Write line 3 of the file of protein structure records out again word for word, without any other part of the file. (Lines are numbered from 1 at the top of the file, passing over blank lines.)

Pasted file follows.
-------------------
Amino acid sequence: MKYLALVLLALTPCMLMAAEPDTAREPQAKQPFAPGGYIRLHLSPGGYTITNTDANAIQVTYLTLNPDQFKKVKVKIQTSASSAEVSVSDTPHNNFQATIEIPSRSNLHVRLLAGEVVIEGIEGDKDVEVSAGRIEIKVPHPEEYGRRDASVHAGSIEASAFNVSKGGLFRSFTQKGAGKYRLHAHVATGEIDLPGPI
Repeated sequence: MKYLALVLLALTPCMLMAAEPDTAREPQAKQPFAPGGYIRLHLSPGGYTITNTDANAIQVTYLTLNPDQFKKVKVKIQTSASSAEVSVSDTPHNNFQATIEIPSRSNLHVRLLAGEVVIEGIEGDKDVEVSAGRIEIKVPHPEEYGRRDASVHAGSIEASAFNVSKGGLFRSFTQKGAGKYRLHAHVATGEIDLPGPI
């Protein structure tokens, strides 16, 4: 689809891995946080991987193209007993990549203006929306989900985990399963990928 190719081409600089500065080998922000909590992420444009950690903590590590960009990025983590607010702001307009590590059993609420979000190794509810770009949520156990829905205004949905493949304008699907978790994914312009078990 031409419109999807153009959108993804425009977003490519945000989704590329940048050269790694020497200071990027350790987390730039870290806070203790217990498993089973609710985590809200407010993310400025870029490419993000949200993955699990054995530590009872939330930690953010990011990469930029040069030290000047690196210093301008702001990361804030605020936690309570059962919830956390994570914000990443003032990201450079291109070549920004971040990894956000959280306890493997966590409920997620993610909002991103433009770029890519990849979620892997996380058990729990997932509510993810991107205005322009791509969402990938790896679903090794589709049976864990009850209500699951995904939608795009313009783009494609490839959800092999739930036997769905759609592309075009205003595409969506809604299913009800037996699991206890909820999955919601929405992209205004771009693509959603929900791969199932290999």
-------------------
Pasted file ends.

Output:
């Protein structure tokens, strides 16, 4: 689809891995946080991987193209007993990549203006929306989900985990399963990928 190719081409600089500065080998922000909590992420444009950690903590590590960009990025983590607010702001307009590590059993609420979000190794509810770009949520156990829905205004949905493949304008699907978790994914312009078990 031409419109999807153009959108993804425009977003490519945000989704590329940048050269790694020497200071990027350790987390730039870290806070203790217990498993089973609710985590809200407010993310400025870029490419993000949200993955699990054995530590009872939330930690953010990011990469930029040069030290000047690196210093301008702001990361804030605020936690309570059962919830956390994570914000990443003032990201450079291109070549920004971040990894956000959280306890493997966590409920997620993610909002991103433009770029890519990849979620892997996380058990729990997932509510993810991107205005322009791509969402990938790896679903090794589709049976864990009850209500699951995904939608795009313009783009494609490839959800092999739930036997769905759609592309075009205003595409969506809604299913009800037996699991206890909820999955919601929405992209205004771009693509959603929900791969199932290999």